>> [GW] In my view the preferred option is for the dual-queue coupled AQM to be implemented within a single access category (e.g. AC_BE).  Utilizing AC_VI for L4S-ECN traffic would eliminate the ability to provide backpressure, since the BE queue in one STA can’t easily be coupled to the VI queue in another.
>    [SM] Not that I want to defend ab-using AC_VI for L4S (as I said NQB with its aim for low rate flows has some justification for using AC_VI, assuming sufficiently strict admission control), but back-pessure in WiFI between all entities only happens via airtime access and that means you mainly compete with senders using the same AC, no?
> [GW2] Well that statement isn't exactly true (unless I misunderstood you), but the point is that dual-q coupled AQM gives a scheduling weight to L4S traffic, but then subjects that traffic to CE marking driven by the classic queue (the backpressure).

[SM2] Yes, a design that has a number of failure modes, in fact I prefer to call a spade a spade and call this a 1:16 priority scheduler with a few heuristics to ameliorate the sharing behavior under a number of conditions, but I digress.

>  If you wanted to use default-configured AC_VI for L4S in order to provide the scheduling weight part, you wouldn't be able to get the backpressure since there is no way in WiFi for the classic (i.e. BE) queue in one device to directly influence the CE marking of traffic in another device's VI queue.  So, the better approach would be to only give L4S traffic scheduling weight within the device (i.e. a separate queue in BE) where you can provide the backpressure.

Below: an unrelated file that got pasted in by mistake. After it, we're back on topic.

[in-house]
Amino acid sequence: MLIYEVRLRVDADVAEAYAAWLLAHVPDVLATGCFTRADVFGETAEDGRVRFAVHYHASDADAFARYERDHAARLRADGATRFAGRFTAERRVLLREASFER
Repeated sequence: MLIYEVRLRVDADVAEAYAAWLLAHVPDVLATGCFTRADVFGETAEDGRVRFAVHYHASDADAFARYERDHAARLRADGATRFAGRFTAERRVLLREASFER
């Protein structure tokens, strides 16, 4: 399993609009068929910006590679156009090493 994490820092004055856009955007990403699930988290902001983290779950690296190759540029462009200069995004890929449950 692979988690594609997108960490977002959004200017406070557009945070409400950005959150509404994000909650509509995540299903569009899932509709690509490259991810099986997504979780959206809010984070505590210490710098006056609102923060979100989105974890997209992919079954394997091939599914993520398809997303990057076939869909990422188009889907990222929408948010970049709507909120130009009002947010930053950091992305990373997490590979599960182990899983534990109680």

[SM2] I agree that L4S should not use AC_VI (or other priority EDCA parameter sets). My point is that even if you would do back pressure right in one SSID, this will not help the neighbors. Assume network a on 802.11n's channel 6 uses AC_VI for L4S traffic but properly detects back pressure from its own AC_BE queue, but there is only L4S traffic active which all maps into AC_VI without issue for that SSID.
	Now, a neighbor also uses 802.11n channel 6, that neighbor will get almost no air-time on channel 6 for traffic in its own AC_BE. And that pretty much affects all other radios on channel 6 in reception range. As I said for properly managed NQB use, with rate-limiting that situation will be rare/unlikely (but still possible, WiFi rates depend on conditions and whether a traffic class is sparse or saturating depends on the ratio between the classes instantaneous rate and the available instantaneous rate*)
When scheduling on a shared medium, you really need to take the full medium into account.; but you know that way better than I do ;)

Best Regards

*) I made this point in an earlier review, non-queue-buiding is IMHO a misnomer, non-capacity-seking is a far better description.